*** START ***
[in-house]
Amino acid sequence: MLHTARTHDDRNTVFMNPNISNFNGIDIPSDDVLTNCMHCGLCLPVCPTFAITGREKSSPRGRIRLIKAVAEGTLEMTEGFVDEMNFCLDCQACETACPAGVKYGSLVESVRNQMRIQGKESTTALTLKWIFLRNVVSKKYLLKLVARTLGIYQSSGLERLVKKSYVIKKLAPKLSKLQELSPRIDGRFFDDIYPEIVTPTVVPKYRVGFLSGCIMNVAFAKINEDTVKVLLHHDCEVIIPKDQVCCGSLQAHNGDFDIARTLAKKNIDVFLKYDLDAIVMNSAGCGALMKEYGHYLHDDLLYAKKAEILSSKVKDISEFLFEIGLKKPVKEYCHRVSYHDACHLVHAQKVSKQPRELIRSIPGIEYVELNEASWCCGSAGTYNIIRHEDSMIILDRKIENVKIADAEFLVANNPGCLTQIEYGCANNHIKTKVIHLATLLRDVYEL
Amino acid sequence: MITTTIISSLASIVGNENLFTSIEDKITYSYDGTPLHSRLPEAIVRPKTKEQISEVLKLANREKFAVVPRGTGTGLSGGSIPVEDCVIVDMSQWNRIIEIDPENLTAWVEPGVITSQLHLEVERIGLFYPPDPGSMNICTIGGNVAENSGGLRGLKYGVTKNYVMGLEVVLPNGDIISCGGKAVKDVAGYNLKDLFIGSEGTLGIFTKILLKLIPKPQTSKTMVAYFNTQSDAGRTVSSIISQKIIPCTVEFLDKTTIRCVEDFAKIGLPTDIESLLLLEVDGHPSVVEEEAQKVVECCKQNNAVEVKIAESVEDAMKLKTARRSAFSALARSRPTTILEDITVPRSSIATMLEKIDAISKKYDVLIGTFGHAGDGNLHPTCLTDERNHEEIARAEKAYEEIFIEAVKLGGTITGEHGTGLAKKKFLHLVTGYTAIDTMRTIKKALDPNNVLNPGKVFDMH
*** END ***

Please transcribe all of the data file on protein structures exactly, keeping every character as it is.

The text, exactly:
[in-house]
Amino acid sequence: MLHTARTHDDRNTVFMNPNISNFNGIDIPSDDVLTNCMHCGLCLPVCPTFAITGREKSSPRGRIRLIKAVAEGTLEMTEGFVDEMNFCLDCQACETACPAGVKYGSLVESVRNQMRIQGKESTTALTLKWIFLRNVVSKKYLLKLVARTLGIYQSSGLERLVKKSYVIKKLAPKLSKLQELSPRIDGRFFDDIYPEIVTPTVVPKYRVGFLSGCIMNVAFAKINEDTVKVLLHHDCEVIIPKDQVCCGSLQAHNGDFDIARTLAKKNIDVFLKYDLDAIVMNSAGCGALMKEYGHYLHDDLLYAKKAEILSSKVKDISEFLFEIGLKKPVKEYCHRVSYHDACHLVHAQKVSKQPRELIRSIPGIEYVELNEASWCCGSAGTYNIIRHEDSMIILDRKIENVKIADAEFLVANNPGCLTQIEYGCANNHIKTKVIHLATLLRDVYEL
Amino acid sequence: MITTTIISSLASIVGNENLFTSIEDKITYSYDGTPLHSRLPEAIVRPKTKEQISEVLKLANREKFAVVPRGTGTGLSGGSIPVEDCVIVDMSQWNRIIEIDPENLTAWVEPGVITSQLHLEVERIGLFYPPDPGSMNICTIGGNVAENSGGLRGLKYGVTKNYVMGLEVVLPNGDIISCGGKAVKDVAGYNLKDLFIGSEGTLGIFTKILLKLIPKPQTSKTMVAYFNTQSDAGRTVSSIISQKIIPCTVEFLDKTTIRCVEDFAKIGLPTDIESLLLLEVDGHPSVVEEEAQKVVECCKQNNAVEVKIAESVEDAMKLKTARRSAFSALARSRPTTILEDITVPRSSIATMLEKIDAISKKYDVLIGTFGHAGDGNLHPTCLTDERNHEEIARAEKAYEEIFIEAVKLGGTITGEHGTGLAKKKFLHLVTGYTAIDTMRTIKKALDPNNVLNPGKVFDMH